There are a number of different types of syncretic relationships:
Some were political, often involving foreign deities. Serapis (making an Egyptian deity who would be acceptable to Greeks), Arensnuphis-Shu, etc.
Some were one god inhabiting another. In the Amduat book, Ra comes to rest in Osiris in the middle of the night, and is recharged for the next day.
In others, the -Ra suffix is used to show the other deity taking a cosmic role. Wepwawet-Ra, Amun-Ra, etc. Sometimes the connection goes in the other direction, as in Ra-Horakhty.
Combinations with the goddess Mut showed a motherhood/creator connection. Nekhbet-Mut, Sekhmet-Mut, etc. The Crossword Hymn to Mut shows this in an extreme form.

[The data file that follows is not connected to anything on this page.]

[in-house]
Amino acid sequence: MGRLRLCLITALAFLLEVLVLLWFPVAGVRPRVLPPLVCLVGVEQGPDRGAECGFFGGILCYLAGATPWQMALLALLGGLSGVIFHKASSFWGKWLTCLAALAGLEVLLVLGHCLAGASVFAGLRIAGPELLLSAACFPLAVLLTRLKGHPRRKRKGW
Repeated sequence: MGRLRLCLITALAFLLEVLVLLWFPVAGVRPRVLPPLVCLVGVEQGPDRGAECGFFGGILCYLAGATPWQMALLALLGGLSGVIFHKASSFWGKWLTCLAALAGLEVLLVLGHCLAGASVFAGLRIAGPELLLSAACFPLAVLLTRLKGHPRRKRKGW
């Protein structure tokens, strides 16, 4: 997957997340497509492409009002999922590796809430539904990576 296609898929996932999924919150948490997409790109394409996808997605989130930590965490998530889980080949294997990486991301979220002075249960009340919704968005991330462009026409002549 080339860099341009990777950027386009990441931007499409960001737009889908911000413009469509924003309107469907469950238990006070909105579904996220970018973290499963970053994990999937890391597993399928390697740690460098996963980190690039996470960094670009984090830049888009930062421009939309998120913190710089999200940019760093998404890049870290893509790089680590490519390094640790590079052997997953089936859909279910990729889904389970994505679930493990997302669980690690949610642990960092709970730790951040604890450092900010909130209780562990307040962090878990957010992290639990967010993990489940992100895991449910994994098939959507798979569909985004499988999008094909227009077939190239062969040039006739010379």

In some cases there's a male/female fusion: Sekhmet (or Mut) and Min. Or Atum (who is both male and female) and some other deity.
In others one deity is acting as the Ba of another. Khnum is the Ba of Ra- (and Ba for a ram-aspect deitiy was a pun for the Egyptians.)
Banebdjedet (was said to be the Ba of Ra, Shu, Geb, and Osiris) and was sometimes represented as a four-headed ram.
It's a very complex subject. Erik Hornung's "Conceptions of God in ancient Egypt : the One and the Many" is one source to check.